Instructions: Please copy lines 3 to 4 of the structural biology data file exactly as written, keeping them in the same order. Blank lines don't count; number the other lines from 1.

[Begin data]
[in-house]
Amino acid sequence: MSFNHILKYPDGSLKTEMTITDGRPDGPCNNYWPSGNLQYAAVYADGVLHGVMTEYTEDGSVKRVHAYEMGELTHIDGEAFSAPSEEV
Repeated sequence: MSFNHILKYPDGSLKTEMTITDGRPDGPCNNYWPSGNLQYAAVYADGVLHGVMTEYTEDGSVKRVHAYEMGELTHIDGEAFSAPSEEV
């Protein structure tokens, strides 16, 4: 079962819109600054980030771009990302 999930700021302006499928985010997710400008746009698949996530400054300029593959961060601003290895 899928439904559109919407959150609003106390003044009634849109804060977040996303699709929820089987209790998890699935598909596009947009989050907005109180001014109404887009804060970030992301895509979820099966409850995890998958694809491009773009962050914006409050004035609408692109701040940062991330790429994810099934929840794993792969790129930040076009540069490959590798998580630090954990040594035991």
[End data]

Repeated sequence: MSFNHILKYPDGSLKTEMTITDGRPDGPCNNYWPSGNLQYAAVYADGVLHGVMTEYTEDGSVKRVHAYEMGELTHIDGEAFSAPSEEV
């Protein structure tokens, strides 16, 4: 079962819109600054980030771009990302 999930700021302006499928985010997710400008746009698949996530400054300029593959961060601003290895 899928439904559109919407959150609003106390003044009634849109804060977040996303699709929820089987209790998890699935598909596009947009989050907005109180001014109404887009804060970030992301895509979820099966409850995890998958694809491009773009962050914006409050004035609408692109701040940062991330790429994810099934929840794993792969790129930040076009540069490959590798998580630090954990040594035991």